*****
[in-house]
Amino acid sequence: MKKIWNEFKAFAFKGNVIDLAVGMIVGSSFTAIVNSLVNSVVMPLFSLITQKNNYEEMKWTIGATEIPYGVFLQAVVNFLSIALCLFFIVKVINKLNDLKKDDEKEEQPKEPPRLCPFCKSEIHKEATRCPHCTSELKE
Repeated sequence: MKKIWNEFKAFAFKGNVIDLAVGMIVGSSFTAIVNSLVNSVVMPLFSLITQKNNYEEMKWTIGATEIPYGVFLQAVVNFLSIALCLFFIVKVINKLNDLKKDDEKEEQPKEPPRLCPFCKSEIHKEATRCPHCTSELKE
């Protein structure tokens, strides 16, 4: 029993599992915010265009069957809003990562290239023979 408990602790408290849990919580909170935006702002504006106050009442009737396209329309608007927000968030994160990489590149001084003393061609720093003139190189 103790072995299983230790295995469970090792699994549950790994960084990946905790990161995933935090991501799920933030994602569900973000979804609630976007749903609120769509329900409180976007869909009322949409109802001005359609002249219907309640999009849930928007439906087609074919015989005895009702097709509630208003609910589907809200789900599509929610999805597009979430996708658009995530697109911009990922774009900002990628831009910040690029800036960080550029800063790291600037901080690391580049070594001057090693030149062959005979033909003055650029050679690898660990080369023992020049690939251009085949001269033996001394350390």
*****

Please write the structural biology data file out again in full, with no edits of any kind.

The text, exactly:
[in-house]
Amino acid sequence: MKKIWNEFKAFAFKGNVIDLAVGMIVGSSFTAIVNSLVNSVVMPLFSLITQKNNYEEMKWTIGATEIPYGVFLQAVVNFLSIALCLFFIVKVINKLNDLKKDDEKEEQPKEPPRLCPFCKSEIHKEATRCPHCTSELKE
Repeated sequence: MKKIWNEFKAFAFKGNVIDLAVGMIVGSSFTAIVNSLVNSVVMPLFSLITQKNNYEEMKWTIGATEIPYGVFLQAVVNFLSIALCLFFIVKVINKLNDLKKDDEKEEQPKEPPRLCPFCKSEIHKEATRCPHCTSELKE
């Protein structure tokens, strides 16, 4: 029993599992915010265009069957809003990562290239023979 408990602790408290849990919580909170935006702002504006106050009442009737396209329309608007927000968030994160990489590149001084003393061609720093003139190189 103790072995299983230790295995469970090792699994549950790994960084990946905790990161995933935090991501799920933030994602569900973000979804609630976007749903609120769509329900409180976007869909009322949409109802001005359609002249219907309640999009849930928007439906087609074919015989005895009702097709509630208003609910589907809200789900599509929610999805597009979430996708658009995530697109911009990922774009900002990628831009910040690029800036960080550029800063790291600037901080690391580049070594001057090693030149062959005979033909003055650029050679690898660990080369023992020049690939251009085949001269033996001394350390």